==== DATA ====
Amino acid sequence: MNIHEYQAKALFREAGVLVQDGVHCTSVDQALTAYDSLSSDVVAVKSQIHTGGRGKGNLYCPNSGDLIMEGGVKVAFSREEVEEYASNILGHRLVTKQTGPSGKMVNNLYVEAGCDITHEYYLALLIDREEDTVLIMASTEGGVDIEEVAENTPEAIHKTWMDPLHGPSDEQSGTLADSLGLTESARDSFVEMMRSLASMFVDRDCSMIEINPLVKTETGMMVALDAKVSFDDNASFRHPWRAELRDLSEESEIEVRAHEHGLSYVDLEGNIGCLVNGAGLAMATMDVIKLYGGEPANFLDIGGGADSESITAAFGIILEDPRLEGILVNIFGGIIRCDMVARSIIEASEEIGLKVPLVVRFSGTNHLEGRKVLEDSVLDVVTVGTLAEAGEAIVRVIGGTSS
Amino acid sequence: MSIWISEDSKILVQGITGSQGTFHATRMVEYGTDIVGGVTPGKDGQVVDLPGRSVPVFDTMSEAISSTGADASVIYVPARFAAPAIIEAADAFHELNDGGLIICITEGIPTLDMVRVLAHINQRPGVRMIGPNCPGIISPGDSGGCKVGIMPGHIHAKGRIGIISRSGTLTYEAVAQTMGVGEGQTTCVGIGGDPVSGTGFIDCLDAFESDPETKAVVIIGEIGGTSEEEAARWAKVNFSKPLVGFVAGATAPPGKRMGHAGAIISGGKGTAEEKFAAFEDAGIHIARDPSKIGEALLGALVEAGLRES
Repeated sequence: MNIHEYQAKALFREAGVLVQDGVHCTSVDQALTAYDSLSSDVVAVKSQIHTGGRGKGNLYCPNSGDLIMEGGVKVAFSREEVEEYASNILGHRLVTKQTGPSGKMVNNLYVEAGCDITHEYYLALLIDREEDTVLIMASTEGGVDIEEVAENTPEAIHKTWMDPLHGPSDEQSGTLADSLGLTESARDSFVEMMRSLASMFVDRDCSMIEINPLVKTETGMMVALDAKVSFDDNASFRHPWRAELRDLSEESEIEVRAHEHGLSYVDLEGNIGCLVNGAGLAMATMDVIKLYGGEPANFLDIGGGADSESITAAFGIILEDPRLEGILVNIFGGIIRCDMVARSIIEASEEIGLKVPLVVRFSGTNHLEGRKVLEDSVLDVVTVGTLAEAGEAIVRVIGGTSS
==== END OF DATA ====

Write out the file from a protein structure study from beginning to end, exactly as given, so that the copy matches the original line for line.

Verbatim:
Amino acid sequence: MNIHEYQAKALFREAGVLVQDGVHCTSVDQALTAYDSLSSDVVAVKSQIHTGGRGKGNLYCPNSGDLIMEGGVKVAFSREEVEEYASNILGHRLVTKQTGPSGKMVNNLYVEAGCDITHEYYLALLIDREEDTVLIMASTEGGVDIEEVAENTPEAIHKTWMDPLHGPSDEQSGTLADSLGLTESARDSFVEMMRSLASMFVDRDCSMIEINPLVKTETGMMVALDAKVSFDDNASFRHPWRAELRDLSEESEIEVRAHEHGLSYVDLEGNIGCLVNGAGLAMATMDVIKLYGGEPANFLDIGGGADSESITAAFGIILEDPRLEGILVNIFGGIIRCDMVARSIIEASEEIGLKVPLVVRFSGTNHLEGRKVLEDSVLDVVTVGTLAEAGEAIVRVIGGTSS
Amino acid sequence: MSIWISEDSKILVQGITGSQGTFHATRMVEYGTDIVGGVTPGKDGQVVDLPGRSVPVFDTMSEAISSTGADASVIYVPARFAAPAIIEAADAFHELNDGGLIICITEGIPTLDMVRVLAHINQRPGVRMIGPNCPGIISPGDSGGCKVGIMPGHIHAKGRIGIISRSGTLTYEAVAQTMGVGEGQTTCVGIGGDPVSGTGFIDCLDAFESDPETKAVVIIGEIGGTSEEEAARWAKVNFSKPLVGFVAGATAPPGKRMGHAGAIISGGKGTAEEKFAAFEDAGIHIARDPSKIGEALLGALVEAGLRES
Repeated sequence: MNIHEYQAKALFREAGVLVQDGVHCTSVDQALTAYDSLSSDVVAVKSQIHTGGRGKGNLYCPNSGDLIMEGGVKVAFSREEVEEYASNILGHRLVTKQTGPSGKMVNNLYVEAGCDITHEYYLALLIDREEDTVLIMASTEGGVDIEEVAENTPEAIHKTWMDPLHGPSDEQSGTLADSLGLTESARDSFVEMMRSLASMFVDRDCSMIEINPLVKTETGMMVALDAKVSFDDNASFRHPWRAELRDLSEESEIEVRAHEHGLSYVDLEGNIGCLVNGAGLAMATMDVIKLYGGEPANFLDIGGGADSESITAAFGIILEDPRLEGILVNIFGGIIRCDMVARSIIEASEEIGLKVPLVVRFSGTNHLEGRKVLEDSVLDVVTVGTLAEAGEAIVRVIGGTSS